Netflix launched Wednesday "World's Most Wanted", a series that follows in the footsteps of five major criminals on the loose, from Mexico to Russia, including Rwanda and Somalia. Guest of Europe 1, Jérôme Fritel, show runner of the series, confided the secrets of the shooting, disturbed by the unexpected arrest of one of the wanted criminals.

The five main protagonists of "World's Most Wanted" are giving Interpol and all the secret services on the planet a cold sweat. The Netflix series launched on Wednesday goes in search of five great criminals on the loose, not necessarily known to the general public: Semion Mogilevich, great leader of the Russian mafias; Samantha Lewthwaite, an Englishwoman wanted for several Islamist attacks in Africa and also involved in the London attacks in 2005; Matteo Messina Denaro, boss of the Sicilian Mafia; Ismaël Zambada, invisible leader of the Sinaloa cartel in Mexico and Félicien Kabuga, suspected of having participated in the financing of the Rwandan genocide. "The original idea was to focus on the most wanted international criminals," explained Jérôme Fritel, showrunner of the series, Thursday at the microphone of Europe 1.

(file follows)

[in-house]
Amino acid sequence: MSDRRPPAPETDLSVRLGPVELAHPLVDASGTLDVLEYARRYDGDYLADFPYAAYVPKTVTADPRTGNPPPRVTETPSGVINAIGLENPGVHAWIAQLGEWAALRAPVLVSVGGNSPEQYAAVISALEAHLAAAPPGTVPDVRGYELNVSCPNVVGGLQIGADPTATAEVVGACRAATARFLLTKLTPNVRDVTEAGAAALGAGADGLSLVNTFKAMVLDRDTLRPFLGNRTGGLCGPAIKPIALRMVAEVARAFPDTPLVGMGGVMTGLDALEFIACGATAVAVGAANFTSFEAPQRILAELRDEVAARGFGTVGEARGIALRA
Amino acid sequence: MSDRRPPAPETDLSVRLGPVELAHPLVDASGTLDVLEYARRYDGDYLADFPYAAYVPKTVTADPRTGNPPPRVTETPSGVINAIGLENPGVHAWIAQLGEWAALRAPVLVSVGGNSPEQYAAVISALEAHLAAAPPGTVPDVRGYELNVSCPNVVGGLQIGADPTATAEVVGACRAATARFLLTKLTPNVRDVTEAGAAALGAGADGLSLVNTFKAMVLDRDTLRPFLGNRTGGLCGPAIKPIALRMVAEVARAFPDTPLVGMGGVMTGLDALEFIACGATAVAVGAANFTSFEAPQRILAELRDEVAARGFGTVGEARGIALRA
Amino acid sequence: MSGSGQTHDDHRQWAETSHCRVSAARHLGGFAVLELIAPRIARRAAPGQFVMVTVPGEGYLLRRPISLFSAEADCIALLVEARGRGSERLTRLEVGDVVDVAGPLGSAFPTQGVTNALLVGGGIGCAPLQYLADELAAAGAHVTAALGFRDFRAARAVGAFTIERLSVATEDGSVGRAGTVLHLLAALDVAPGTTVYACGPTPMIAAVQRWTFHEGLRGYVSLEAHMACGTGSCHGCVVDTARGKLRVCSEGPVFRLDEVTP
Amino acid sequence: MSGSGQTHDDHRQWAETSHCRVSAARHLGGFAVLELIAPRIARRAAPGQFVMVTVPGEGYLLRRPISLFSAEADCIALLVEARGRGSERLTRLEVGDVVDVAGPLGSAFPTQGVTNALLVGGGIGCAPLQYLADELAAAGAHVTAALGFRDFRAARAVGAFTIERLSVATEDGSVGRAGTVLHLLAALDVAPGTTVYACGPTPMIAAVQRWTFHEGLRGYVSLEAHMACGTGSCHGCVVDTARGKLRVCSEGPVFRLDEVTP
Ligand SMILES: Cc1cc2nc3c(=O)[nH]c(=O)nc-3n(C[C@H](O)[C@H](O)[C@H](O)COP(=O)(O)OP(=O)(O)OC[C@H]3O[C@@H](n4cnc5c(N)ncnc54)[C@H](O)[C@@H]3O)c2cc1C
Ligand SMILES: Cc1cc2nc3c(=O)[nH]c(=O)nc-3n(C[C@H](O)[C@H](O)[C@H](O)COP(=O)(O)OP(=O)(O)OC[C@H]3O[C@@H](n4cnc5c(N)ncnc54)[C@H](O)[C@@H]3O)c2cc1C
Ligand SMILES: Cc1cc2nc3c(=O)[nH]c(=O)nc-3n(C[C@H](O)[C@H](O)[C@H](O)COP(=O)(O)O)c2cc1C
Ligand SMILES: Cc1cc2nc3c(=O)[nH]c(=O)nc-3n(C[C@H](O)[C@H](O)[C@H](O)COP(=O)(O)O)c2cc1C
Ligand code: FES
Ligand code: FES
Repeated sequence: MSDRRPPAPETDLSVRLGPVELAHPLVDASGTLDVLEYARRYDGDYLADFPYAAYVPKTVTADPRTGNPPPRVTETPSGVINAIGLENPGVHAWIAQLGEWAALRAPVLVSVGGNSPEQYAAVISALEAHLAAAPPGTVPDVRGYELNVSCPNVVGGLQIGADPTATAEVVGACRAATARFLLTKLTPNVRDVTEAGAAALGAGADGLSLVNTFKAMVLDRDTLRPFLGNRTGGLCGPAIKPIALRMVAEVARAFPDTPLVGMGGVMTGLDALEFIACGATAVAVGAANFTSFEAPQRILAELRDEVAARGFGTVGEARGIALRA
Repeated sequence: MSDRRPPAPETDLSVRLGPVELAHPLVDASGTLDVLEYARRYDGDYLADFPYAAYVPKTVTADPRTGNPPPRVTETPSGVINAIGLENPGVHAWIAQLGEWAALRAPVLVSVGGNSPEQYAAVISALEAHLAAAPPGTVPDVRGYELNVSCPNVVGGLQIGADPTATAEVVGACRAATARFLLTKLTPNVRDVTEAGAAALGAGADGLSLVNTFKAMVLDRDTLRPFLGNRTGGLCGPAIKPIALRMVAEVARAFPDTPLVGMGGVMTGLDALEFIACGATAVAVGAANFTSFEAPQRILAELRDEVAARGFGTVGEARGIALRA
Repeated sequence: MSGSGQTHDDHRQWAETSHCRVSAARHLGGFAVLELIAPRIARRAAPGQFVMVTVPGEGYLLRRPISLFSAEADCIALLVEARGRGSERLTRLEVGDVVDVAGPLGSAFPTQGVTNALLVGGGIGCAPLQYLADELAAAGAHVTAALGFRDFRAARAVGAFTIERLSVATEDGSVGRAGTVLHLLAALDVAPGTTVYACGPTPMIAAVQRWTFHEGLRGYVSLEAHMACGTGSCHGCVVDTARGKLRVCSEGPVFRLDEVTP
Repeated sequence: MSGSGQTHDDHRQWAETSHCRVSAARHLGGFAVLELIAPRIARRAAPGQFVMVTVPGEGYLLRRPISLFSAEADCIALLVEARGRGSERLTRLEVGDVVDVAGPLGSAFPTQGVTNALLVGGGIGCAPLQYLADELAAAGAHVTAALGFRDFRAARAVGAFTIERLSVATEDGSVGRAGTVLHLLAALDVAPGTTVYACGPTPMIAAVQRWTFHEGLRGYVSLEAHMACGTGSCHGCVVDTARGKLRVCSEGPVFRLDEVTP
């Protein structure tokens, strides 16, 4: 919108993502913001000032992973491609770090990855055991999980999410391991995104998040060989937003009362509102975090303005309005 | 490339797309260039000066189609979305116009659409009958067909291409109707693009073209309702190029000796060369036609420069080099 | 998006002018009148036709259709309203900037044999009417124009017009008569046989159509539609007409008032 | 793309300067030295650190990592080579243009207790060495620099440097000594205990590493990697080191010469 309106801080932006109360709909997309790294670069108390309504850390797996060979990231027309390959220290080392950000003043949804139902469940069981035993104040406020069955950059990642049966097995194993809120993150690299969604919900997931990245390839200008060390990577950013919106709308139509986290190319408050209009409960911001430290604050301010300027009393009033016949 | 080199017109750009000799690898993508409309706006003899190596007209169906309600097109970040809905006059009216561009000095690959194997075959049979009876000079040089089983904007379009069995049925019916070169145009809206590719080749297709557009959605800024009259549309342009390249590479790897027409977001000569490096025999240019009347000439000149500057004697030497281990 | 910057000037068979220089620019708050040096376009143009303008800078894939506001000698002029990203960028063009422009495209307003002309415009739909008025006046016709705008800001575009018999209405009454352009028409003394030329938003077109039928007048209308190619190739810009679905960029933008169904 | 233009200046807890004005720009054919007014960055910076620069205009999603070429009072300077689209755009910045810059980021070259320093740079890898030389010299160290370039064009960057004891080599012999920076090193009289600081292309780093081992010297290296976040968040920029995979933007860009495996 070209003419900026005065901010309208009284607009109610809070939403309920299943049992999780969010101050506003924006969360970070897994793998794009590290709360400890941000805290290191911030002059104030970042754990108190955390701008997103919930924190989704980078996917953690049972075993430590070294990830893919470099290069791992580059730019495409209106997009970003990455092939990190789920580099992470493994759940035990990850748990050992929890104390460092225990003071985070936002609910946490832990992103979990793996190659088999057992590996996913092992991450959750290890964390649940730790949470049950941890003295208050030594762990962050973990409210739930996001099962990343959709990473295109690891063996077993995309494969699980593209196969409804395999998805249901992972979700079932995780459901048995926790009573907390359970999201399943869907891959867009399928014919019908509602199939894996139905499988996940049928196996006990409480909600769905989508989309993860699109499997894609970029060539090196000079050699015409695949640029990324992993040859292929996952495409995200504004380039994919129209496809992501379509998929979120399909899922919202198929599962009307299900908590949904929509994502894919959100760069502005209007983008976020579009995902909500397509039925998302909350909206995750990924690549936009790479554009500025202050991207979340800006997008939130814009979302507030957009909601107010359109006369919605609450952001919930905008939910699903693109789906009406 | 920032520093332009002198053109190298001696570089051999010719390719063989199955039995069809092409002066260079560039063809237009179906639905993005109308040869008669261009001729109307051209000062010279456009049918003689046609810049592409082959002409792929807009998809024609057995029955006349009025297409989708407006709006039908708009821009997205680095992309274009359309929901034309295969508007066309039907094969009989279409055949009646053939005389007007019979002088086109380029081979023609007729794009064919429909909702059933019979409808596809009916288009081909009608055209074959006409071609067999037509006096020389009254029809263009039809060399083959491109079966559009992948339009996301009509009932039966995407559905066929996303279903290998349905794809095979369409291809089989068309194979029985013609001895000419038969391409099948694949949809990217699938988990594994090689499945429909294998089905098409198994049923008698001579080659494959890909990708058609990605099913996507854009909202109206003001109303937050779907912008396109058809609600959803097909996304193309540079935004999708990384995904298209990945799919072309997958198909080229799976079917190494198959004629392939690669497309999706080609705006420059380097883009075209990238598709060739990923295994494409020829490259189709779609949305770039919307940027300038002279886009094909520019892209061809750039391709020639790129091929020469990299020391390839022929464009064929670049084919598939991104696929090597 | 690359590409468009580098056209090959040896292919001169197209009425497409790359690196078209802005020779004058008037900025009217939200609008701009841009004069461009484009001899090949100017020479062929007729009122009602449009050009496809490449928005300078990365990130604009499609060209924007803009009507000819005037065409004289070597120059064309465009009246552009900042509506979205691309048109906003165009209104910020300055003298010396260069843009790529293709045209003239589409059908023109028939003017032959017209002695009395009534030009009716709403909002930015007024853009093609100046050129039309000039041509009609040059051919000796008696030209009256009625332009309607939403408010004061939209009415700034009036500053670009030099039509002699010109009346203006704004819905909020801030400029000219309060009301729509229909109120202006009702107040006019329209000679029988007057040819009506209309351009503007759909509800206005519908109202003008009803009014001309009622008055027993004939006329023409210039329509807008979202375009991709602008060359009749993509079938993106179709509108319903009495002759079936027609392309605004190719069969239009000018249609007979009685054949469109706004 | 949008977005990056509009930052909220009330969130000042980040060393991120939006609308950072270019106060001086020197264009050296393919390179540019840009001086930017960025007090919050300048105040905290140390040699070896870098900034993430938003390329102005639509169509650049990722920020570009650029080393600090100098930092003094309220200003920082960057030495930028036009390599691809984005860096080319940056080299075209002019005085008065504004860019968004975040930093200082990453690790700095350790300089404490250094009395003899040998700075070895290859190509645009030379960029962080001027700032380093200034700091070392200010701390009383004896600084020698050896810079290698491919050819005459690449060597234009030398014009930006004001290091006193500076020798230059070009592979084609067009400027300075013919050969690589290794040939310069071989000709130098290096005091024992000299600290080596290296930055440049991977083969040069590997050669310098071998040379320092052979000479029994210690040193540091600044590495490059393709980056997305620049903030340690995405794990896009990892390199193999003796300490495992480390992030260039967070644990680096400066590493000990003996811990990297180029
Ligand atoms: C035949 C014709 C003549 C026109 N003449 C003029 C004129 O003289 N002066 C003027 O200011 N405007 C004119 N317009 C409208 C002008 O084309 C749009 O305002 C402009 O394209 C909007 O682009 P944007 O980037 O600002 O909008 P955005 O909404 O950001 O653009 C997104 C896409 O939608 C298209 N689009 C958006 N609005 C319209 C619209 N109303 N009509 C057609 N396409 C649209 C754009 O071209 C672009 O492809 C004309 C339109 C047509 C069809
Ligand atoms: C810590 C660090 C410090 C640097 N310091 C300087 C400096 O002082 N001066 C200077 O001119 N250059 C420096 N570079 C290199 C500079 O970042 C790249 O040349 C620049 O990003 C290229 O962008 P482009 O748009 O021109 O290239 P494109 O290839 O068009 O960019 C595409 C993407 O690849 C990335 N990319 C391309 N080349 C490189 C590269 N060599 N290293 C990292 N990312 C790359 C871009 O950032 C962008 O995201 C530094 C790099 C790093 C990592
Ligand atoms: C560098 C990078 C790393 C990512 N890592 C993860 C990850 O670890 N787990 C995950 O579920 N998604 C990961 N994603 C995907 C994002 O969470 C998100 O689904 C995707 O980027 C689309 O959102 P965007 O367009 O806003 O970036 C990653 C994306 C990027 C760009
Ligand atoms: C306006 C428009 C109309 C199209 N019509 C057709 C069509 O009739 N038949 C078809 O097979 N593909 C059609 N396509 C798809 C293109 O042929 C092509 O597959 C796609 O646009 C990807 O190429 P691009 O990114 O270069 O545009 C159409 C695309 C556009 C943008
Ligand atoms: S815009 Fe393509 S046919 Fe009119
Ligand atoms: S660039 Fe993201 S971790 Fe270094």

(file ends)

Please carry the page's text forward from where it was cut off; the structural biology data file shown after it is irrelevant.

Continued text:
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An unexpected arrest 

But the shooting of the series had to face a major unforeseen event: the arrest of one of the fugitives. Indeed, Félicien Kabuga was arrested on May 16, in Asnières, in the Hauts-de-Seine, after 26 years on the run. He was then living under a false identity. "We traveled the world looking for him and he was finally hidden in Asnières", smiles Jérôme Fritel. Production then had to adapt. When Félicien Kabuga is found, the documentaries have already been delivered for five months. "We added a three-minute epilogue at the end of the film to tell about his arrest," says the show runner of the series.

Journalistic investigations told like thrillers

At the microphone of Europe 1, Jérôme Fritel also said that the French journalists who worked on the series had to adapt to Netflix. "They have codes quite different from ours, in France. For example, we must never announce what must happen. The spectator must discover it for himself and we must raise the suspense: this is what they call 'storytelling.' The series is therefore a mixture of two DNAs: they are journalistic investigations, told like thrillers, "he explains. Without further details, Jérôme Fritel confided that the budget for the series amounted to "several million euros" and that the project had initially been refused by French TV channels.